Electric shocks. Beatings. Rape. Humiliation. Mock executions. Burning. Sleep deprivation. Water torture. Long hours in contorted positions. Use of pincers, drugs, and dogs.
The very words sound like the stuff of nightmares. But every day and across every region of the world, these unimaginable horrors are the reality for countless men, women and children.
Torture is abhorrent. It is barbaric and inhumane. It can never be justified. It is wrong, self-defeating and poisons the rule of law, replacing it with terror. No one is safe when governments allow its use.
30 years ago this year the UN Convention Against Torture came into being. The Convention was groundbreaking: it offered a set of concrete steps to make the global ban on torture a reality, by establishing a set of measures, enshrined in law and specifically designed to prevent torture, punish perpetrators and ensure justice and redress to victims.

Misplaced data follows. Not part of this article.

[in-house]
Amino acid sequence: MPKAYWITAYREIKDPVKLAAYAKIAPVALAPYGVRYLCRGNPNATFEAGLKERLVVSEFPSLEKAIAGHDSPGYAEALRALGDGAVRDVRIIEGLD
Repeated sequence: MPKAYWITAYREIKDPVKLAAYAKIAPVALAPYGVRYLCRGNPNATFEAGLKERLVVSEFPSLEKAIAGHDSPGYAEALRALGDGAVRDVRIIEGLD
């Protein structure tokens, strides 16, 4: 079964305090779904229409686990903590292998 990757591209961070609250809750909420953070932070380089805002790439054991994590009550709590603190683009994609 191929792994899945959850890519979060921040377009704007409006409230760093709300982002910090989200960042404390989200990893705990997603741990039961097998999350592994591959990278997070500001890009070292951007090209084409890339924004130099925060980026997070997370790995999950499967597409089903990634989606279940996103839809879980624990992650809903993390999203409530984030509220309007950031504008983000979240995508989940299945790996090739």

These measures intend not only to end torture and other ill-treatment nationally, but also to ensure that no-one is deported across borders to be tortured, and that there is no safe haven for perpetrators.
Since 1984, 155 states have ratified the UN Convention Against Torture, 142 of which are researched by Amnesty International. In 2014, Amnesty International observed at least 79 of these still torturing — more than half the states party to the Convention that the organisation reports on. A further 40 UN Member States haven’t adopted the Convention, although the global legal ban on torture binds them too.
In some of these countries torture is routine and systematic. In others, Amnesty International has only documented isolated and exceptional cases. The organization finds even one case of torture or other ill-treatment totally unacceptable.